According to The National Women’s Health Information Center, as many as 60% of all American adults have some form of varicose veins. Women, however, are more affected by 50%. By the mid 50’s, 41% of women suffer from spider or varicose veins.

Varicose veins appear when blood collects in a vein instead of being pumped back to the heart. Any vein may become varicose, but the veins most commonly affected are those in the legs and feet. That’s because standing and walking increase the pressure in the veins in your lower body.

Varicose veins develop in people who stand or sit for long periods of time. Lack of exercise, pregnancy, being overweight, prolonged constipation, and sitting with legs crossed can compound the problem.

If varicose veins are not treated properly complications such as swelling, restlessness, leg sores, itching, leg cramps, feeling of heaviness in the legs and fatigue can occur.

Surgical treatment is available but it’s always healthier and less expensive to prevent, rather than treat most health problems.

Prevention for varicose veins initially begins with the wearing of support hosiery. But a healthy diet and lifestyle can do wonders to avoid the occurrence of varicose veins.

  • Eat a balanced diet low in fat and carbohydrates and include lots of fresh fruits and vegetables.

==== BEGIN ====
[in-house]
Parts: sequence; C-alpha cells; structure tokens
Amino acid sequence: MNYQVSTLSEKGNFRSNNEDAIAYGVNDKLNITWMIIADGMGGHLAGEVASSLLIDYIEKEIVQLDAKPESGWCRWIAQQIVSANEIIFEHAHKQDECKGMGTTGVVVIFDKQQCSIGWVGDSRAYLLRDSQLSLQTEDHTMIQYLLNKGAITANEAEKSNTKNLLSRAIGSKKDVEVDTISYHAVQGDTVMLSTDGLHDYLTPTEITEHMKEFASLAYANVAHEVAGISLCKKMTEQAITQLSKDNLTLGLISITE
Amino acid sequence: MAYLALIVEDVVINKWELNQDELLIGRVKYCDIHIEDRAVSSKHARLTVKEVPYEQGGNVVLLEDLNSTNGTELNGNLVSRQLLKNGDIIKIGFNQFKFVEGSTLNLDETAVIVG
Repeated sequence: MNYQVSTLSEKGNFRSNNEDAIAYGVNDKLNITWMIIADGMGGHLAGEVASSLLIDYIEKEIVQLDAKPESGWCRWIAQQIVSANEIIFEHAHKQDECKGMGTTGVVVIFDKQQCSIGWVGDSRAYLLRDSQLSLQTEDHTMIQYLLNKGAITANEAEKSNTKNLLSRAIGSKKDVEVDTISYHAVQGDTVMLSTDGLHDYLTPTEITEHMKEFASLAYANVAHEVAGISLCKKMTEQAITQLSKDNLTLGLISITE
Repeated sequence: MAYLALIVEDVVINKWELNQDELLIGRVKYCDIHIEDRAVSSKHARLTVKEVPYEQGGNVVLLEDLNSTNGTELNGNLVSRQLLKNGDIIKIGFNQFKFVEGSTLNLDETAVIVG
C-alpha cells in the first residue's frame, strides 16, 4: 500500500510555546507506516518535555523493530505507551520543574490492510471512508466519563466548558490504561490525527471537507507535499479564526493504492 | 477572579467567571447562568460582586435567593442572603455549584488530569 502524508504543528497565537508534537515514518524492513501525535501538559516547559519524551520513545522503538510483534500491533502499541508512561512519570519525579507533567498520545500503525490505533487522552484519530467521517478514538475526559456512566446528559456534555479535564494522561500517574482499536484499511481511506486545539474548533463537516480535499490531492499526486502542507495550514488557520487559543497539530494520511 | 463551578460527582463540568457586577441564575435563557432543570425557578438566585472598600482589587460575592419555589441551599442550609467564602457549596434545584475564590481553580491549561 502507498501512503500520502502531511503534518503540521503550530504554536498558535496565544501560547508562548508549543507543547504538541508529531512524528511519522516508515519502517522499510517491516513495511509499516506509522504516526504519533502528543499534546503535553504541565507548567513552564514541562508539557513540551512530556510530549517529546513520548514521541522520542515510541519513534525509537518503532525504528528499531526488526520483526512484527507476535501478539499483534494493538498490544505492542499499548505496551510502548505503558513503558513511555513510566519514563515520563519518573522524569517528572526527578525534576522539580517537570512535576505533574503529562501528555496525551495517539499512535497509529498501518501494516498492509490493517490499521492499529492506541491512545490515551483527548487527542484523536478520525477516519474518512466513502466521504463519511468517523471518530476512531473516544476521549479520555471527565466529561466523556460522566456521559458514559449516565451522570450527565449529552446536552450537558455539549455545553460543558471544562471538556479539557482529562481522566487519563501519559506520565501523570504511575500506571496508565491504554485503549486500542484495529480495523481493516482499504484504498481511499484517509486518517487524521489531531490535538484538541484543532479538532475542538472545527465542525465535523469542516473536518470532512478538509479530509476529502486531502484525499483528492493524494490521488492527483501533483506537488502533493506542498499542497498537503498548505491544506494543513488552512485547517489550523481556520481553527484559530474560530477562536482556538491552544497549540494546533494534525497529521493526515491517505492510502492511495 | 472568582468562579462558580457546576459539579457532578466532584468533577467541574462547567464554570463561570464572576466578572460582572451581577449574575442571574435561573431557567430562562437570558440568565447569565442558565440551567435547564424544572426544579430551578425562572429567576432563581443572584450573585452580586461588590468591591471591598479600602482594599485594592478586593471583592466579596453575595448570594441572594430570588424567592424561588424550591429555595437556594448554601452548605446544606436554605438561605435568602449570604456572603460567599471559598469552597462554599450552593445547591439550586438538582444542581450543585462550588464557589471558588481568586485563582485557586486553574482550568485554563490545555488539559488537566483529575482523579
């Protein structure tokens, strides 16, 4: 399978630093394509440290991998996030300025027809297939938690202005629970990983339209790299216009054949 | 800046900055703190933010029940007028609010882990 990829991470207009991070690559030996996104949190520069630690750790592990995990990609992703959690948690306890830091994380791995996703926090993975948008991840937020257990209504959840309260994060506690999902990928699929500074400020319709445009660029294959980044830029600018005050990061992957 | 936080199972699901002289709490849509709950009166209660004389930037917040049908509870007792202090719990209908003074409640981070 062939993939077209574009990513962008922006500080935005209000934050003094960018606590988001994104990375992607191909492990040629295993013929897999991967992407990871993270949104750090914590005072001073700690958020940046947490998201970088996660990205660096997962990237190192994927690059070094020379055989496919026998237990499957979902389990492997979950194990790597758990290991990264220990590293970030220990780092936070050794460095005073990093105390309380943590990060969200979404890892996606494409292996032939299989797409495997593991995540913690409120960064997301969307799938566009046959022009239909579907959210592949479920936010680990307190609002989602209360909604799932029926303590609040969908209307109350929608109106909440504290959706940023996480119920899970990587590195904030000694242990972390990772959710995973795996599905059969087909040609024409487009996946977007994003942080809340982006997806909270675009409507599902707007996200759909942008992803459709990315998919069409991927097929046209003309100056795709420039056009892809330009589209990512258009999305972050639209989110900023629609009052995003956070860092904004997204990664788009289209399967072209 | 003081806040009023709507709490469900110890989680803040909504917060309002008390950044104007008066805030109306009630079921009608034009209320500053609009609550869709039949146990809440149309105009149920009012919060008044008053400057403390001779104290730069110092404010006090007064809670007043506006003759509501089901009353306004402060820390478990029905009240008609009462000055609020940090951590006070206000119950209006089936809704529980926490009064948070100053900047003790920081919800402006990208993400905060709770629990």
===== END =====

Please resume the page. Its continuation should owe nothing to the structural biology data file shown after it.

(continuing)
• Take vitamin C. Vitamin C helps strengthen blood vessel walls.
  • Keep the diet high in fiber to prevent constipation.
  • Avoid sugar, fried foods, junk foods, tobacco, salt, alcohol, processed and refined foods.
  • Exercise daily to maintain a healthy weight. Walking, swimming and bicycling all promote good circulation.
  • Do not wear tight clothes which restrict blood flow.
  • At least once a day sit with the legs above the heart level for 20 minutes to relieve symptoms.
  • Avoid standing or sitting for long periods of time.
  • Avoid crossing the legs when sitting.
  • Avoid heavy lifting and putting any unecessary pressure on the legs.
  • Herbs, such as red clover and horse chestnut, are especially helpful in maintaining healthy strong veins.

For more information visit:

Copyright: 2005 Marilyn Pokorney

About The Author
Marilyn Pokorney
Freelance writer of science, nature, animals and the environment.
Also loves crafts, gardening, and reading.